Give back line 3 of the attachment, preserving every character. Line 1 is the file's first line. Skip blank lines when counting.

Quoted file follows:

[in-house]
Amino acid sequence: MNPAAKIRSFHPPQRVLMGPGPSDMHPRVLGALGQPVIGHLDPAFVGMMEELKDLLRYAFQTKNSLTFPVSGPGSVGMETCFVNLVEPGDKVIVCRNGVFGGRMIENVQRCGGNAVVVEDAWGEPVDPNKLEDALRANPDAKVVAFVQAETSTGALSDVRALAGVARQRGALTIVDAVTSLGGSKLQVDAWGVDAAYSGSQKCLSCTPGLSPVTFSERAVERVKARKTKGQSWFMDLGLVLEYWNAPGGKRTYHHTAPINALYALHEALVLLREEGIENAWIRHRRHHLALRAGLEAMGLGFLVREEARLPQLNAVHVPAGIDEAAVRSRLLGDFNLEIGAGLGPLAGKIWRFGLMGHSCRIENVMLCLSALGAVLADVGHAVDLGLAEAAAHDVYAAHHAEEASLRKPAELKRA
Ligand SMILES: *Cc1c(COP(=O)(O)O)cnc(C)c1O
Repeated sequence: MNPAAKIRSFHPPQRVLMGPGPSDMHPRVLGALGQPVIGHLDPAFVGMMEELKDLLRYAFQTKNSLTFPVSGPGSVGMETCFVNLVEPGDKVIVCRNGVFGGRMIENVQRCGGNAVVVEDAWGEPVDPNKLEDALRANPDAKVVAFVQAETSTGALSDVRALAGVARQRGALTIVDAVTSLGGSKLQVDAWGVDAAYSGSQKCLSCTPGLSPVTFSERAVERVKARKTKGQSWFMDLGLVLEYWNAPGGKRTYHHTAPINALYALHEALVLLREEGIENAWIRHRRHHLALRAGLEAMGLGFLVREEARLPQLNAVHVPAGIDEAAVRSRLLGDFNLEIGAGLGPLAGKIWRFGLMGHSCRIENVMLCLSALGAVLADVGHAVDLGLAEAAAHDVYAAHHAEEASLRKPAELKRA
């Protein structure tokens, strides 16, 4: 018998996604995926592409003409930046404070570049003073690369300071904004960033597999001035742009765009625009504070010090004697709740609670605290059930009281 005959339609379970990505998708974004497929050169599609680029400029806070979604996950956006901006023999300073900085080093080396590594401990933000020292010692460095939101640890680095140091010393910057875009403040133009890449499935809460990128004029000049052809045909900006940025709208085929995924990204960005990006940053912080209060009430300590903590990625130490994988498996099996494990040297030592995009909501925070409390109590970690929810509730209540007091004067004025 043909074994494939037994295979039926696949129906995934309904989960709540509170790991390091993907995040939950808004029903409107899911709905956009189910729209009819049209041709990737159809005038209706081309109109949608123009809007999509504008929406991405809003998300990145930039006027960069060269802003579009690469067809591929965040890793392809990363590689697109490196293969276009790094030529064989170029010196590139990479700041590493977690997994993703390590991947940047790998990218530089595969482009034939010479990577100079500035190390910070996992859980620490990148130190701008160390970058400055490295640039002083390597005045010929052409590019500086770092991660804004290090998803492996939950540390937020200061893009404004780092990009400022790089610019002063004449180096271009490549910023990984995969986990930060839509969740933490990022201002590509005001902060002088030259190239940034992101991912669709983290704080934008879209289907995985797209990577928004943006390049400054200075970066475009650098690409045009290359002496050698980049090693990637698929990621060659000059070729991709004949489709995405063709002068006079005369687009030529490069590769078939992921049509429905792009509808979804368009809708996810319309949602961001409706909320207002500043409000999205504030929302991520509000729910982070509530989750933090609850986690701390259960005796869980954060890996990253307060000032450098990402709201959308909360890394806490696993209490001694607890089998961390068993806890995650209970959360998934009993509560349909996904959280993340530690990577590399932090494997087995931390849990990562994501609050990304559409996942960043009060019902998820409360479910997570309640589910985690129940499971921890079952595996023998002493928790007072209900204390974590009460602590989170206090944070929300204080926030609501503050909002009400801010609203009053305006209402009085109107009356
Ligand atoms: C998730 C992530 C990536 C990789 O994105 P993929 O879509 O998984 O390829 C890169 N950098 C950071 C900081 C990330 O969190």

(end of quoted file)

Ligand SMILES: *Cc1c(COP(=O)(O)O)cnc(C)c1O